T&P discharge question

2006 IRC P2303.6.1 Requirements for T&P discharge pipe states.

**P2803.6.1 Requirements for discharge pipe. **The discharge piping serving a pressure-relief valve, temperature relief valve or combination valve shall:

  1. Not be directly connected to the drainage system.
  2. Discharge through an air gap located in the same room as the water heater.

Question: Does this apply to exterior termination? Sure reads like it does.

I think you have your answer.

sStill not clear. IF it terminates to the exterior do I still need an air gap in the same room as the water heater?

Code says
2. Discharge through an air gap located in the same room as the water heater.

Seems like they left out the word “if”

  1. Discharge through an air gap located **if **in the same room as the water heater.

I have never seen a water heater discharge to an air gap in the same room before terminating to the exterior.

The air gap is the space between the end of the pipe and the floor, so you can see the discharge. Thus, the pipe needs to be in the same room.:wink:

Here is the commentary. This should answer your question (bold is mine);

Relief valves are emergency devices that are not intended to operate continuously. Any discharge must not go unnoticed, because discharge from a relief valve indicates that something is wrong with the system. The termination of a relief valve discharge must be visible for observation so that corrective measures can be taken as necessary.

If a relief valve discharges to a drainage system, the discharge must be an indirect connection through an air gap to prevent backflow from potentially contaminating the potable water system.

The diameter of the discharge pipe must not be reduced or be less than the diameter of the relief valve outlet. Relief valve discharge piping must not be exposed to freezing temperatures, since freezing water could block the pipe and disable the relief valve. The relief valve must first discharge through an air gap into an indirect waste receptor located in a heated space, which, in turn, terminates outside. The discharge pipe must terminate close to the floor level to prevent harm to building occupants. See Commentary Figure P2803.6.1. Water must not be allowed to discharge where it can cause structural decay. Discharge piping must drain by gravity and must not be trapped within the relief piping system. Standing water in the discharge linemay become contaminated. To discourage any obstruction in the discharge pipe, the code prohibits the installation of a valve or threads on the outlet end of such pipe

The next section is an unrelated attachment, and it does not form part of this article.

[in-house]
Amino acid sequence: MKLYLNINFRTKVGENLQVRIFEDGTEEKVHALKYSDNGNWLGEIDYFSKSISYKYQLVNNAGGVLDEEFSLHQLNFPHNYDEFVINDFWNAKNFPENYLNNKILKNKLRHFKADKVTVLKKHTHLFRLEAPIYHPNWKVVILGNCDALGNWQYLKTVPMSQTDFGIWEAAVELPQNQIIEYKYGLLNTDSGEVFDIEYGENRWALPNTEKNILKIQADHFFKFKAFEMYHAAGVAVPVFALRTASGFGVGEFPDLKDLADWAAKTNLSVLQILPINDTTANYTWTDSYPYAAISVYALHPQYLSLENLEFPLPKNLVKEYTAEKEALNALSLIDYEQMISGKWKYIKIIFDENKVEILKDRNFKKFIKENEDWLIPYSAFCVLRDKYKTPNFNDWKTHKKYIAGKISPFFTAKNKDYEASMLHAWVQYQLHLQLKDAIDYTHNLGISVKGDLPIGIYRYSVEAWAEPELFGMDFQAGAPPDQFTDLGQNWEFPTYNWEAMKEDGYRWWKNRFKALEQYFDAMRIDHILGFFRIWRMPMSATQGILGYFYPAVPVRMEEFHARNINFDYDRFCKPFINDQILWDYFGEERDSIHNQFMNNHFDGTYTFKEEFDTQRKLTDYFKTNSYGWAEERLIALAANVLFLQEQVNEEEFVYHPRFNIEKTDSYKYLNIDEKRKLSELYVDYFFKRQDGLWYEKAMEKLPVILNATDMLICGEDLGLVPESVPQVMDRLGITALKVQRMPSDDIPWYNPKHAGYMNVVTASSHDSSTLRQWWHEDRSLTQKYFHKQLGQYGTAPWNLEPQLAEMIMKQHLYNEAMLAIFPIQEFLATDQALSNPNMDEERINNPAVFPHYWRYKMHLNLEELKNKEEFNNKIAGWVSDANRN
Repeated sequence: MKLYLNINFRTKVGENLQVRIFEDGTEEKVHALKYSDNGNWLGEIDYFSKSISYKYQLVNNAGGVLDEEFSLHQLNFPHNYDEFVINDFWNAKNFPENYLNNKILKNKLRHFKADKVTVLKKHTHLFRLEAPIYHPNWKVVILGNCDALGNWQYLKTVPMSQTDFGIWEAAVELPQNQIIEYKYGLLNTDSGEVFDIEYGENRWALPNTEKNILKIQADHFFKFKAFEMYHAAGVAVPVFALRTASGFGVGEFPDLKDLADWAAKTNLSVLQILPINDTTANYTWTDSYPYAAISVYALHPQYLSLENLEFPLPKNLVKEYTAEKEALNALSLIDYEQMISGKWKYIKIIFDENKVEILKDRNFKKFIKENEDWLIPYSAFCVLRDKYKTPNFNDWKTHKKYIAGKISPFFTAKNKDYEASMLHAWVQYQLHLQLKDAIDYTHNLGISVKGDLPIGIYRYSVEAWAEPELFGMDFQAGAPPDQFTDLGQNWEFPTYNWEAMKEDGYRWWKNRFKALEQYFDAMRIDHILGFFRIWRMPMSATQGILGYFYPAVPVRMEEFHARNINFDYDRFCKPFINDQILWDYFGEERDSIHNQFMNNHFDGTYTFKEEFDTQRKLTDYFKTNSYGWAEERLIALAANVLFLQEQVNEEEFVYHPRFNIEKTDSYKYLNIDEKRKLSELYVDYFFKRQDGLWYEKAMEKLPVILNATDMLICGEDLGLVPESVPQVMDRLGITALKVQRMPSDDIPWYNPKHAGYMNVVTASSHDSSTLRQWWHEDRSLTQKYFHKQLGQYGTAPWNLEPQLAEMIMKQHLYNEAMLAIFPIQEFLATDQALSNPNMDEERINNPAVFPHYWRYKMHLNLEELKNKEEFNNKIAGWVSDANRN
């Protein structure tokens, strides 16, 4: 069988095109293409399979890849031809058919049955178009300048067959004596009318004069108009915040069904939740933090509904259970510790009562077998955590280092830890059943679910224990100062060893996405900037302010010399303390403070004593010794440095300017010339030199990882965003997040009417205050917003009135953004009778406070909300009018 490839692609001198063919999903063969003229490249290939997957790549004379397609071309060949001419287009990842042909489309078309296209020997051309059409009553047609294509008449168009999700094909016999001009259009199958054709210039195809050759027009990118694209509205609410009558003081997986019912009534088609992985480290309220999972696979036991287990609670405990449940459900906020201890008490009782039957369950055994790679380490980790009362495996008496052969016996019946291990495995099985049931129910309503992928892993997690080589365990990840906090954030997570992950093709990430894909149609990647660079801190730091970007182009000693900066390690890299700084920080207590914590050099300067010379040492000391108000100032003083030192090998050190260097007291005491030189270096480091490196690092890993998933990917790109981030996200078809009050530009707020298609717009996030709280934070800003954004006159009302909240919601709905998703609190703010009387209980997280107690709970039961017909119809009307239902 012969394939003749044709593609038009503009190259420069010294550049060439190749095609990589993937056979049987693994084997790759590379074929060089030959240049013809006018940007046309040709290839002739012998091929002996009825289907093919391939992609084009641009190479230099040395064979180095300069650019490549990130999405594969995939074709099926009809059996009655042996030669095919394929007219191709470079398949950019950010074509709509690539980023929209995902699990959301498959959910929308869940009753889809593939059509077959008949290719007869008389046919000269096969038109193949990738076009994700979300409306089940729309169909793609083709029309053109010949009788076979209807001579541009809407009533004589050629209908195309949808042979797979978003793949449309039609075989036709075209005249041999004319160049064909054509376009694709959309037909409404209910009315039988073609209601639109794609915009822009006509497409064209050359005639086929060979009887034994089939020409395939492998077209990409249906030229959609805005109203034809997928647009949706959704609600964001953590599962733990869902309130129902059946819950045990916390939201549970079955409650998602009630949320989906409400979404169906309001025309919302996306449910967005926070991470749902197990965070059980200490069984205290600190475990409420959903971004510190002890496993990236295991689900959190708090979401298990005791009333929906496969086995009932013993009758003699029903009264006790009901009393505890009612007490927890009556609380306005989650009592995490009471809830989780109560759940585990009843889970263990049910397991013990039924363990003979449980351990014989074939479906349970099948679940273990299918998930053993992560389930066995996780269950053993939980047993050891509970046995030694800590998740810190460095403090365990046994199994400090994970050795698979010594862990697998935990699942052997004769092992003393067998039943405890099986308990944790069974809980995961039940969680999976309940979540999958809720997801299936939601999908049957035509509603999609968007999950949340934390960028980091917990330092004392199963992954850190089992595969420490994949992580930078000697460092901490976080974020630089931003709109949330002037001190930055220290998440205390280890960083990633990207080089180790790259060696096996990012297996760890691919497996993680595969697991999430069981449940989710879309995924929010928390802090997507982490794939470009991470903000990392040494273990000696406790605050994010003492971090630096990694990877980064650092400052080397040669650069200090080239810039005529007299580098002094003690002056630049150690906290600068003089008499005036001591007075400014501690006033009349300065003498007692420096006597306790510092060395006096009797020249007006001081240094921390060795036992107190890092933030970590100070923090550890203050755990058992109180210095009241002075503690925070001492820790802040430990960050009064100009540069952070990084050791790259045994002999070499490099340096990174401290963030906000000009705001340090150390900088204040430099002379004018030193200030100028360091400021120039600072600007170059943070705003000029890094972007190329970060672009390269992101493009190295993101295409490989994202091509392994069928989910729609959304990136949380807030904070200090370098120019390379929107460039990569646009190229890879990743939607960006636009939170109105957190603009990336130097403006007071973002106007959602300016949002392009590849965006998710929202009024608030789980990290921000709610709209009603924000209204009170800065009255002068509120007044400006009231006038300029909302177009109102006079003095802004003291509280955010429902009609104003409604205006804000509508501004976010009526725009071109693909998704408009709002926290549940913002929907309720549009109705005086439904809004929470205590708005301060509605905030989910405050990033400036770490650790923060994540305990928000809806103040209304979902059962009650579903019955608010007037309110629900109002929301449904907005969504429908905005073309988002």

The whole point to remember is that if the valve discharges, someone needs to be able to see / know it, along with the other requirements that Jeff provided (which are pretty much to ensure that someone sees/knows about it).

Thanks for the input.

I have found many of these that, per the code, are installed correctly. However, when they are tested the water splatters all over the wall and floor due to poor design. The inspectors are overlooking this because they believe that most valves may leak but rarely will they release water at full pressure. I catch hell every time I write one of these up.

I can understand why since

I don’t operate any valves or circuit breakers. Rather, I advise my Clients to have all valves tested if the sellers cannot prove (through a service contract, receipt, etc.) that the valves have been tested within the past 12 months. I’ve even had some Clients request such proof or testing before close of escrow. Imagine that. Clients who read, understand, and act. Must be margarita time!